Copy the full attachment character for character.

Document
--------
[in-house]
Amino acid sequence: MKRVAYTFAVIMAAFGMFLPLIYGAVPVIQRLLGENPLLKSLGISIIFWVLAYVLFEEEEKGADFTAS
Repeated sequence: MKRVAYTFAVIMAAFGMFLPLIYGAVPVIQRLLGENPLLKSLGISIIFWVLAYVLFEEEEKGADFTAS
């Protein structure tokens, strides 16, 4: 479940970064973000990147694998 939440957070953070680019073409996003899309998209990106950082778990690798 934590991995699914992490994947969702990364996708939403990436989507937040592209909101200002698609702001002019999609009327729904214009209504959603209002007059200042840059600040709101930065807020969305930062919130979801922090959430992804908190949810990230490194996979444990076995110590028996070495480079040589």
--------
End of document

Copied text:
[in-house]
Amino acid sequence: MKRVAYTFAVIMAAFGMFLPLIYGAVPVIQRLLGENPLLKSLGISIIFWVLAYVLFEEEEKGADFTAS
Repeated sequence: MKRVAYTFAVIMAAFGMFLPLIYGAVPVIQRLLGENPLLKSLGISIIFWVLAYVLFEEEEKGADFTAS
């Protein structure tokens, strides 16, 4: 479940970064973000990147694998 939440957070953070680019073409996003899309998209990106950082778990690798 934590991995699914992490994947969702990364996708939403990436989507937040592209909101200002698609702001002019999609009327729904214009209504959603209002007059200042840059600040709101930065807020969305930062919130979801922090959430992804908190949810990230490194996979444990076995110590028996070495480079040589």